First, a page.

Before the Stirlings did a practival engine with their 1827 patent, it took years. The new concept was to use compressed air in order to get more power out of the engine.
But it took again a new patent, filed by Robert Stirling and his brother James Stirling Oct. 1, 1841 (patent 8652), for improvements about the 1827 engine.
At last this one gave birth to a beautiful engine.
James Stirling built an engine based on the 1827 and 1841 patants, in a foundry in Dundee, Scotland, in room of a steam engine, where it worked for almost three years.
This Dundee engine is at the origin of Stirling's great reputation.
The Stirling engine of 1842 used the same working principle as the previous ones, and is the result of years of work and improvements. Stirling's economiser (later called regenerator) plays their a crucial role.
Nonetheless it is unsure whether this Stirling engine is the result of Stirling alone. Knight says "the engine seems to have been essentially a duplication of the invention of Parkinson and Crossley.
This stunning Stirling engine will be presented as follow:
A diagram of Stirling's engine is given in the above figure. The two heating vessels A A have their lower ends exposed to the fire F, their upper ends being kept cool by means of water circulating round them. They contain the two plungers or displacers B B, attached to the opposite ends of a horizontal beam D, which is oscillated by a crank and connecting rod from the main shaft of the engine ; these displacers do not fit the heating vessels, but have an annular space left all round them. The working cylinder C, containing a close-fitting piston, communicates at top with one of the heating vessels, and at bottom with the other.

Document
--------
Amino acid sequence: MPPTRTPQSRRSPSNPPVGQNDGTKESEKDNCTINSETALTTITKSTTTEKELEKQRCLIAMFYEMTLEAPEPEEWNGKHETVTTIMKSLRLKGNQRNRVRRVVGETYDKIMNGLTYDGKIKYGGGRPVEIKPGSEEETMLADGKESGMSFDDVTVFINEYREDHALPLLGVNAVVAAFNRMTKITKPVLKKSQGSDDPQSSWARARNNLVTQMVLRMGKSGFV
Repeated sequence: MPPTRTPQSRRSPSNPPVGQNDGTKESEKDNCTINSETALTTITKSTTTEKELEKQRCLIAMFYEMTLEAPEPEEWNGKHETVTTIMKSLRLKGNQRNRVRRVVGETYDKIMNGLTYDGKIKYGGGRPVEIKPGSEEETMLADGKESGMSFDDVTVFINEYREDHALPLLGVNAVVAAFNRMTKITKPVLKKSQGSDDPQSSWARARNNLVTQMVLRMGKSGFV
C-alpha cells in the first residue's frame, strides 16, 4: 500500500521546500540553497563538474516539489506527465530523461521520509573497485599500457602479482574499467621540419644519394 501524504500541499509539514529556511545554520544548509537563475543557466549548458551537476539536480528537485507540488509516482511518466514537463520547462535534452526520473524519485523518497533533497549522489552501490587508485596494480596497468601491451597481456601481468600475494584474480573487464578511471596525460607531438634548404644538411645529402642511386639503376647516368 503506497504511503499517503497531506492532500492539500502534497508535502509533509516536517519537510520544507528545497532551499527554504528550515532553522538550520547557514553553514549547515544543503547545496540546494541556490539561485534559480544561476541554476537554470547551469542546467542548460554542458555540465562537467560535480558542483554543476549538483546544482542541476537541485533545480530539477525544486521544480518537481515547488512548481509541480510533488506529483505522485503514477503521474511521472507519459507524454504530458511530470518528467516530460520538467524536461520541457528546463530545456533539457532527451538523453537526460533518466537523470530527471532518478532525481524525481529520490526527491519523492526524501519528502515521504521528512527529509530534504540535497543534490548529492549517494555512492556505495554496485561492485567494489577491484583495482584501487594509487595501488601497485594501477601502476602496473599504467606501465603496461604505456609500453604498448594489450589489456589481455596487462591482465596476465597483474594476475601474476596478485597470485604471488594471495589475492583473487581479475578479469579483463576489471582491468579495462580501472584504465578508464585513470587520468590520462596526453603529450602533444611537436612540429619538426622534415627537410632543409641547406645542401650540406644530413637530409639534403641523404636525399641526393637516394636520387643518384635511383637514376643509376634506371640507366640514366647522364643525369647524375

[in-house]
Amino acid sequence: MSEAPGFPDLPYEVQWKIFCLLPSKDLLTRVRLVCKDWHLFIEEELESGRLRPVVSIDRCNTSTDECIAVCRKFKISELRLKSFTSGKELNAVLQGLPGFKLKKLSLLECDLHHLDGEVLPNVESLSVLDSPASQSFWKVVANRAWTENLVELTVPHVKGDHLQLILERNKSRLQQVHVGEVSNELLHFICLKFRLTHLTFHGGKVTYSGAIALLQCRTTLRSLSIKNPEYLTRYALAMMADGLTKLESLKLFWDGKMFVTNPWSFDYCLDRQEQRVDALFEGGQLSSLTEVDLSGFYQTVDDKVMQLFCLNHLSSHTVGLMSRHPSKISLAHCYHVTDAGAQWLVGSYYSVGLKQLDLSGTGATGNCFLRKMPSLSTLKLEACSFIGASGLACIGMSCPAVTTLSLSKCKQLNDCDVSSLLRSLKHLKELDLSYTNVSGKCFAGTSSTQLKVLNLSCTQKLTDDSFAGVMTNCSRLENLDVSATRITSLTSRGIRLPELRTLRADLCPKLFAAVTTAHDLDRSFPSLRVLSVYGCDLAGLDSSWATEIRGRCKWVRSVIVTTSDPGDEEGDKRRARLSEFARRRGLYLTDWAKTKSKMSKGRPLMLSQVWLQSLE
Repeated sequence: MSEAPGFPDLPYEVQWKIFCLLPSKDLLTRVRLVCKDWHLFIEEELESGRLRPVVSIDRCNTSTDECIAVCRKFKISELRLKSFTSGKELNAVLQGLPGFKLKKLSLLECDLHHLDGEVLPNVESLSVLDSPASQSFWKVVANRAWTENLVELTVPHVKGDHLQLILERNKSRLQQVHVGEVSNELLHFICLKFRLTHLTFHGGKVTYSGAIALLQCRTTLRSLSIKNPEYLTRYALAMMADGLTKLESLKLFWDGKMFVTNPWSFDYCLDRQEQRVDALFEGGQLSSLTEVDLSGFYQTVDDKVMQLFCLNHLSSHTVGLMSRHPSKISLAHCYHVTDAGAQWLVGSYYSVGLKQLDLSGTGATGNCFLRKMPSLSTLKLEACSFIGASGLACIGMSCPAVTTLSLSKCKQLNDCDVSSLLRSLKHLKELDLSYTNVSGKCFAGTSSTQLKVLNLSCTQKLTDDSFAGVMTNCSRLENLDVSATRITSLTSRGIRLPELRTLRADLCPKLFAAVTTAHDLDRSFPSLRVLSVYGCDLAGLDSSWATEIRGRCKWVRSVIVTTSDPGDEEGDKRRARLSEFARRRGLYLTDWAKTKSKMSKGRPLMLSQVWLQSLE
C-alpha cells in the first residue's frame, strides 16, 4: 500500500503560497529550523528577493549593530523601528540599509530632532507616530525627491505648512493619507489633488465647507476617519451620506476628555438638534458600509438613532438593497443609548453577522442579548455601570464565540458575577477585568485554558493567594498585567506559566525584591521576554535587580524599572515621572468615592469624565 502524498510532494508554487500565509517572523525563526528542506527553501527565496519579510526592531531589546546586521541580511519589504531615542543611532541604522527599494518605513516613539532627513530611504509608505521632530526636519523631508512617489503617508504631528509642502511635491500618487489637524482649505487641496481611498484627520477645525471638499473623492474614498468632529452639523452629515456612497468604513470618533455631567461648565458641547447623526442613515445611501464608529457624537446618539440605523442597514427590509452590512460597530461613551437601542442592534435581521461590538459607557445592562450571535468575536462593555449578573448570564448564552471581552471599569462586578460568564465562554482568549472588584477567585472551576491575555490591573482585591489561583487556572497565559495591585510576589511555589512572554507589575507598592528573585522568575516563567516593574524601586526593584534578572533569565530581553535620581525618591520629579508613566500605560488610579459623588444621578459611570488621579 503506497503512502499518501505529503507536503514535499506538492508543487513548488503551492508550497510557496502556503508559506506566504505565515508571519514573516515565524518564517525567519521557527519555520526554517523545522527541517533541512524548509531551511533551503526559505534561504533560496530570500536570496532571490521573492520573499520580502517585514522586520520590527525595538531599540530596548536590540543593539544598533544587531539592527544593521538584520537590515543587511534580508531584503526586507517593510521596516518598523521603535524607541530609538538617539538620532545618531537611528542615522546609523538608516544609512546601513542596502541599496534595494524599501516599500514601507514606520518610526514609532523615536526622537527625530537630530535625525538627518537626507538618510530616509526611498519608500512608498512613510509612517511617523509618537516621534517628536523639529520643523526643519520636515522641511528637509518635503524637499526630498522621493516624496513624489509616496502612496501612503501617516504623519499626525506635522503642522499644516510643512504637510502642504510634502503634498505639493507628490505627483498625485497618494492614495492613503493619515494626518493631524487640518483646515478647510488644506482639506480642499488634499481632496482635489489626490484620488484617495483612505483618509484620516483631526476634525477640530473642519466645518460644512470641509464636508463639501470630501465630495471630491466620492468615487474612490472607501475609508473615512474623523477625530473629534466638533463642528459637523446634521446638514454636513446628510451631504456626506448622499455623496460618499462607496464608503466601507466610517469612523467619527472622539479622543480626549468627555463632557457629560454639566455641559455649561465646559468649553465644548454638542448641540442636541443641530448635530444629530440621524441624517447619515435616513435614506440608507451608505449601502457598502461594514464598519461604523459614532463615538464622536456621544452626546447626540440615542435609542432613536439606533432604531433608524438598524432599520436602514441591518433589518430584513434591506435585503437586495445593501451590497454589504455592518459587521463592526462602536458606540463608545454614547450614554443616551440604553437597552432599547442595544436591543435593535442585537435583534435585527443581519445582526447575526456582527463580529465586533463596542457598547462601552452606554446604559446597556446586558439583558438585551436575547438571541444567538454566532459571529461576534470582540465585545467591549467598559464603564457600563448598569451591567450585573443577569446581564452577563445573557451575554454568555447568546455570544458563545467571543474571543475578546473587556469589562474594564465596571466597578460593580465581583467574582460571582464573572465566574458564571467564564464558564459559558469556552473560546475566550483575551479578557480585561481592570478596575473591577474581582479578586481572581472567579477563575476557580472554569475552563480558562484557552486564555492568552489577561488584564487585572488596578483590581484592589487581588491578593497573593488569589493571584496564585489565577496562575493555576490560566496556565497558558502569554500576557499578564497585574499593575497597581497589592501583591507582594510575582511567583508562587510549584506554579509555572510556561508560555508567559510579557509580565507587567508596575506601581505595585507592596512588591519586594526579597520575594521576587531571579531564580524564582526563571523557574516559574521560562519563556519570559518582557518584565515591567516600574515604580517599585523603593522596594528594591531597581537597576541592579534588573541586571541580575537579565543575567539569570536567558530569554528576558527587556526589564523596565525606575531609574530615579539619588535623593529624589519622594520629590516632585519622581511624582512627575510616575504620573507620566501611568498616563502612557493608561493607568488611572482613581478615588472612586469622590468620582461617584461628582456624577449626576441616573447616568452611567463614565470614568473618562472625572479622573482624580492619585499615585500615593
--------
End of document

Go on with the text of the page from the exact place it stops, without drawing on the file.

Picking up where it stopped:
By the alternate upward and downward movement of the plungers B B the air in the heating vessels is displaced, and sent alternately to the bottom or heated part and to the top or cool part of the vessels ; the air in either vessel thus becomes heated or cooled according as the plunger is respectively at the top or bottom of its stroke. A difference of pressure must therefore take place in the spaces above and below the working piston, which will consequently move in the direction of the lower pressure ; and in doing so it changes the position of the plungers, and the operation is reversed.
A Regenerator, or more correctly speaking a Respirator, was employed for utilising that portion of the heat which would otherwise have been thrown away with the exhaust air; and this was the special invention of Dr. Robert Stirling. The regenerator consisted of a passage or chamber, filled in some instances with thin metallic plates or gratings, in some with copper wire or gauze, and in others with thin metallic tubes.
Through this chamber the exhaust air was made to pass, and while traversing the interstices it deposited there a portion of its heat ; the cold air subsequently introduced, traversing the regenerator in the opposite direction, took up the heat left in the metal. By this means the heat that would otherwise have been thrown away in the exhaust air was utilised for increasing the temperature of the incoming supply of air.
Two of these improved engines were constructed, one with a cylinder 12 inches in diameter and 2 feet stroke, which made 40 revolutions per minute and worked up to 21 horse power, consuming 2.5 lbs. of coal per indicated horse power per hour; and another in 1843 with a cylinder 16 inches in diameter and 4 feet stroke, making 28 revolutions per minute and giving 45 horse power.
The latter was the celebrated engine of the Dundee Foundry, and did all the work of that establishment for upwards of three years, during which period no other motive power was employed. It was laid aside however at the end of that time owing to the failure of the heating vessels, which could not stand the heat they were exposed to.